The Art of War is a battlefield manual written by Chinese general Sun Tzu (孙子, also spelled “Sun Zi”) around 300 B.C. It is difficult to summarize, because it is essentially a book of success tips not unlike what we now see populating the bestseller’s list.
Point is, I’m not trying to summarize the book as a whole, because it doesn’t lend itself to being summed up, and not all of it applies to present day. What we can do? Look at how each of us can interpret The Art of War in ways that complement our vision of servant-leadership.
Sun Tzu begins by establishing “five constant factors” that govern the art of war. But more generally, he is saying these factors should be taken into account in every decision that involves . Like the rest of The Art of War, the ideas are expressed in formal language informed by Taoist imagery. At first it seems confusing, but actually it can help us divorce the ideals of leadership in Art of War from the context of ancient war strategy.
For example, here are Sun Tzu’s “five constant factors” [original wording in bold] translated into modern day English as advice for leaders and managers of today:
1) “The Moral Law” = Determine goals, and just as important, why those are the goals, then determine what kind of workplace culture or “moral law” is necessary to achieve those goals
2) “Heaven” = Read outside factors and influences – which might hurt or help your chances of achieving these goals.
3) “Earth” = Develop a “real-world” game plan to navigate your vision through the circumstances it faces, good or bad.
4) “The Commander” = That’s you, whether you like it or not. Sun Tzu’s list of great leadership traits is timeless: Be sincere, be kind, be courageous, be wise – but lay down the law when you have to.
5) “Method and Discipline”= Surround yourself with a team you respect, and that respects you. Just as important, make sure the infrastructure is in place for everyone to communicate and get things done efficiently.
Many other people have adopted Sun Tzu’s battle manual in other ways: to business management and personal success, even things like computer programming, library administration, and liberal arts lesson-planning. That’s the beauty of an interpretative leadership text: It can have a different impact on different people, depending on the context.
But should we really be taking servant-leadership advice from one of the most calculating warriors in history? There are certainly fables about Sun Tzu that would suggest NO. To select one: It is said that when the King asked Sun Tzu for advice on how to turn his concubines into warriors, Sun Tzu simply executed the King’s two favorite ladies. They were too distracting to his duties. The rest, terrified, agreed to rigorous training in martial arts. Even the King didn’t ask questions.
So…yeah. Things like this might make us shy away from using Art of War as a way to develop our own personal leadership skills and mentality. But don’t be scared! Remember: Read it like a metaphor, or better yet, like a book of general philosophy. Don’t worry about the sections where Sun Tzu tells you how to best equip chariots to ravage the Chinese countryside. Those sections don’t apply to you (I hope…) After all, many thought-leaders of the 21st Century, including Pat Benatar, have used “the battlefield” as a metaphor for other aspects of modern life. And if she can do it, so can we!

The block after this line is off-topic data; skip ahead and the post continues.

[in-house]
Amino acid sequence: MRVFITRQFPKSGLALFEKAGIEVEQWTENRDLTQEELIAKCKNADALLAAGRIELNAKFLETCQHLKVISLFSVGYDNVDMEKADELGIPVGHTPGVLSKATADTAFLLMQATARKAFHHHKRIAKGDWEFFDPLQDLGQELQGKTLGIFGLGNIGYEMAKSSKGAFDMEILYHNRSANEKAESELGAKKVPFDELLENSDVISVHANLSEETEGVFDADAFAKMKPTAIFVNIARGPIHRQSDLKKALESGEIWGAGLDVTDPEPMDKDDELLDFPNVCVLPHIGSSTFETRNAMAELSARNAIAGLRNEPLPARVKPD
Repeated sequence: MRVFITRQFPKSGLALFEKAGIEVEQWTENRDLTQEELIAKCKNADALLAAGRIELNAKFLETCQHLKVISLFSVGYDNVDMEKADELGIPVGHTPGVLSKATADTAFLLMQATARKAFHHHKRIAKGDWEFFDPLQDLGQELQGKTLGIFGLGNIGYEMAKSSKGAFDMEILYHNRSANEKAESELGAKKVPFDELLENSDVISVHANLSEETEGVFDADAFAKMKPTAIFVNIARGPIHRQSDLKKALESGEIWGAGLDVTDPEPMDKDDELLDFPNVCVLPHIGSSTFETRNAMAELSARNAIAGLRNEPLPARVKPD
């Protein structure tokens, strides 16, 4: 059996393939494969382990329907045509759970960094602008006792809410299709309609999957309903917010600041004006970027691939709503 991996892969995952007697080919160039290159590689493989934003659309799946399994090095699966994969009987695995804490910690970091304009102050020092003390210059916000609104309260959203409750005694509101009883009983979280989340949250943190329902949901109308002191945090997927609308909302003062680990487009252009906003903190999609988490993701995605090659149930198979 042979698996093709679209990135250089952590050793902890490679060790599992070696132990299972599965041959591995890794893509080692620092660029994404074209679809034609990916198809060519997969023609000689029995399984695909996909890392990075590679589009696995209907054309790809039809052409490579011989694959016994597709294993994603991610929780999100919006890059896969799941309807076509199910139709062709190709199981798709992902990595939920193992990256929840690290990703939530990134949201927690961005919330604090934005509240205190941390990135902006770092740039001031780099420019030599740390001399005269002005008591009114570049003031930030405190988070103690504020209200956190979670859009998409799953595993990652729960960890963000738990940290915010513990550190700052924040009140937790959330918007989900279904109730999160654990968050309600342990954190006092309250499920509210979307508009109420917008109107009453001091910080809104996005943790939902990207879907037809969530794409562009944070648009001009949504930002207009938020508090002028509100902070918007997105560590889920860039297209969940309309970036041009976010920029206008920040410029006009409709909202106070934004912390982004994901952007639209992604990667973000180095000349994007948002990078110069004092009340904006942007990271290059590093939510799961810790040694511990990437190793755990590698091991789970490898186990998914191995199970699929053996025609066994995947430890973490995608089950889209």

So, to finish off this post, let’s look at how a few original lines from Art of War can inform our service leadership in 2011 and beyond.
Attack him where he is unprepared, appear where you are not expected. (Chapter I, line 24)
Meaning: Don’t look for solution in the same places everyone else is. Lead your team to untapped niches in the market, or to unsolved problems in society.
What the ancients called a clever fighter is one who not only wins, but excels in winning with ease. Hence his victories bring him neither reputation for wisdom nor credit for courage. (Chapter IV, lines 11-12)
This is more of a personal success tip. Don’t enter a challenge with the mindset, “Will I succeed or not?” Instead, think “How will I succeed?” Doing things well is your job, your duty to others. So when you succeed, don’t brag about it!! You’re just doing your job, your duty as a leader to those who follow you.
Maneuvering with an army is advantageous; with an undisciplined multitude, most dangerous. (Chapter VII, line 5)
Before you “lead your team” anywhere, you need to make sure everyone is on the same page. This is basically a lesson in communication + organization. Sun Tzu also believed in mutual trust between officer and soldier as the one of the most important of a strong army. Same with an organization. First priority is always team-building. After your team is strong, united, and communicative: Then act.
Another trait of the ideal servant-leader we have discussed in the seminar is that he or she should be an inspiration to everyone else in the organization. Sun Tzu concurs:
“The principle on which to manage an army is to set up one standard of courage which all must reach” (Chapter XI, line 32).
These are by no means the only things to be learned from Art of War, but by now you should want to read the classic. Yourself. Even Paris Hilton’s doing it!